While I’m in pontification mode, don’t overdo the banana eating either, unless you’re a long distance runner. Full of energy giving goodness they may be, but if you don’t use up that energy it will convert to fat fast. The UK apparently gets through more bananas than any other country in Europe, possibly the world, and those statistics have shadowed the obesity rates too.

I’ve always eaten loads of fruit and veg, long before ‘five a day’ became a mantra. My father did have a fruit shop when I was a youngster so I ate all sorts of fruit, well you can’t let it go to waste you know. But really nutrition and health wise you can’t do much better than eating apples, in fact to be on the safe side two a day would be even better at keeping that doctor away! It’s keeping the digestion moving that makes the difference.

This modern fashion for taking sips of water from water bottles is also not as good for you as drinking a good glass of water before and after a meal.

If you’ve ever made compost in a compost bin you’ll have noticed that if it is too dry then it doesn’t compost at all just sits there and I’m pretty sure that the same is true of the human digestive system. Those wee sips of water don’t do the trick and everything just lies in the stomach for ages, with plenty of time to convert to fat.

Well that got that off my chest, no matter how boring and uninteresting it might have been. I feel better for it.

If you want to read one of many avocado articles around at the moment have a look at this Guardian article

Lolly Willowes by Sylvia Townsend Warner

Lolly Willowes cover

Lolly Willowes by Sylvia Townsend Warner is one of a bunch of Virago books which have been languishing unread on a shelf for years, so when I saw that quite a few bloggers seemed to have read it recently I thought I should get around to it too.

I have to say that I didn’t love this book as much as I had expected to. It’s a book of two halves really. When her father dies Lolly Willowes has to move in with her brother and his wife and their family. She has been left money of her own but nobody expects her to strike out on her own and have an independent life. She’s one of those maiden aunts, handy for when the children need to be looked after, but otherwise unwanted.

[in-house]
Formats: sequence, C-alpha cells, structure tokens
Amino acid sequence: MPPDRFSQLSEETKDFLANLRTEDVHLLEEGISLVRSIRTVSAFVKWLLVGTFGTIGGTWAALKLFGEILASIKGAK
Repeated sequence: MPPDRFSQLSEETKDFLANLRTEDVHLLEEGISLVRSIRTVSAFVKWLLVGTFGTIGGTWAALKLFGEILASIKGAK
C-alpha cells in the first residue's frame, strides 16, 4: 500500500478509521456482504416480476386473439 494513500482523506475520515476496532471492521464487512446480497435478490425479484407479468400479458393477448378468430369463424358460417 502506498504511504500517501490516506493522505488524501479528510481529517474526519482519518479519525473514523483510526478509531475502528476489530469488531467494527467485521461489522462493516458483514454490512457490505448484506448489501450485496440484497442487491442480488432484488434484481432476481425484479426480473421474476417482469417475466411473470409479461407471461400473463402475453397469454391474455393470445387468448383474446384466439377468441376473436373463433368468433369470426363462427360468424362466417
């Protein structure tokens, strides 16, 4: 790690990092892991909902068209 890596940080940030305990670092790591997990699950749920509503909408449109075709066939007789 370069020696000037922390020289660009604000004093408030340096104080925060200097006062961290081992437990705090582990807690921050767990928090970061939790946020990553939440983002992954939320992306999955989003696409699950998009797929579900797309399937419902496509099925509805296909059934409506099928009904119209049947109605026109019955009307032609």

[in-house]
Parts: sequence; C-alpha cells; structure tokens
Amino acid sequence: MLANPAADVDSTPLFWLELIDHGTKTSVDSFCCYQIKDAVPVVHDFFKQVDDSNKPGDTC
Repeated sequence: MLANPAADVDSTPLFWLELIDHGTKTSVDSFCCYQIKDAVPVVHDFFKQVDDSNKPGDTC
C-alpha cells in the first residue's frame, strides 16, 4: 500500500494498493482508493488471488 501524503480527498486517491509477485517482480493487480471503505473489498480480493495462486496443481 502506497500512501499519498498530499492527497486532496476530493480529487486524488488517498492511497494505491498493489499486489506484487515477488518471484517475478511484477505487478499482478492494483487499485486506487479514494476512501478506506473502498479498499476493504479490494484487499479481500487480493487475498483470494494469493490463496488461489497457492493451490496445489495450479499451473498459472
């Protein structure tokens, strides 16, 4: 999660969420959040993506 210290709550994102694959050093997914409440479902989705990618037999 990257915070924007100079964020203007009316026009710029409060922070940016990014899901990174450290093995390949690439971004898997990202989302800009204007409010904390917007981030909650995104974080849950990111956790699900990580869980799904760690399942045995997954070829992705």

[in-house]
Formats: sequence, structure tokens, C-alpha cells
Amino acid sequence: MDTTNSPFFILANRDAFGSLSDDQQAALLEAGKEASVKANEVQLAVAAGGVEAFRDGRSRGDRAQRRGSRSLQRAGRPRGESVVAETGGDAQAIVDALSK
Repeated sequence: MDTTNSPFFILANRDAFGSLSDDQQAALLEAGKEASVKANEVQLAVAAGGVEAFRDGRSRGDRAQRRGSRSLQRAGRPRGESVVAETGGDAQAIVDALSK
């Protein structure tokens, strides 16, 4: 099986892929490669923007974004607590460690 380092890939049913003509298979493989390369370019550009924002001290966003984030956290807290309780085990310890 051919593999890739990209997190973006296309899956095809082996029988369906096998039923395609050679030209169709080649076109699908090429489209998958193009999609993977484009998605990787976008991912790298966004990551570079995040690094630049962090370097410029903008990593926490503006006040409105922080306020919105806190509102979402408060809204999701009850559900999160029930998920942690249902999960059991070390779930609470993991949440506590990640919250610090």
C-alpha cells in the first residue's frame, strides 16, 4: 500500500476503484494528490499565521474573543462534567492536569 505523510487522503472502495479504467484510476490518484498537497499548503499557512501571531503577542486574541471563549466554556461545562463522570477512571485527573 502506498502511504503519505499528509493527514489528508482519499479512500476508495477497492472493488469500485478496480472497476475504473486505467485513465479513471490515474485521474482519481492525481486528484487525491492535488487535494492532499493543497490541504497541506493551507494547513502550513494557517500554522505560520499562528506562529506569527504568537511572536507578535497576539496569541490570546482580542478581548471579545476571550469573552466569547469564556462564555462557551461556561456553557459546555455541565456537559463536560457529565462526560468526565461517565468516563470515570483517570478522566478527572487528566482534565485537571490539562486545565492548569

After years of living her life to suit other people she eventually decides to move out to Great Mop, a rural village, where she’s able to learn more about nature and the plants and potions that have always attracted her. The book changes completely, just as Lolly did, and it seemed apt that I got to this point in the book on Halloween, as the village turns out to be full of witches.

You might be interested in reading this Guardian article about Sylvia Townsend Warner: the neglected writer.

Appointment with Venus by Jerrard Tickell

Appointment with Venus by Jerrard Tickell is the second book by him that I’ve read and I hope that I can manage to get a hold of some others as I really enjoyed both of them. I wrote about Villa Mimosa here.

Appointment with Venus is about the Channel Island of Armorel (fictional) being invaded by Nazis early on in World War 2. Some of the islanders managed to get over to England before the invasion, including the Suzerain, the hereditary leader, but those who are left, mainly older people and children are having to suffer life under Nazi rule.

Meanwhile back in England, someone realises that a very valuable heifer has been left behind on Armorel. Venus is in calf and a daring plan is hatched to rescue her and take her back to Blighty.

The German commander of the island was a farmer before joining the army and he recognises Venus as being in a class of her own. The Nazis intend to take Venus to Germany where she will be paraded before the cameras as a great prize.

This was made into a film in 1951 and it looks like you should be able to see the whole film on You Tube, if you feel like viewing it. I think I saw it donkey’s years ago, I’m not sure if I’ll watch it again. For some reason I can’t stand Kenneth More, on the other hand lovely David Niven is also in it, as the Scottish soldier hero of course!

If you enjoyed the book The Guernsey Literary and Potato Peel Pie Society then you might enjoy Appointment with Venus too.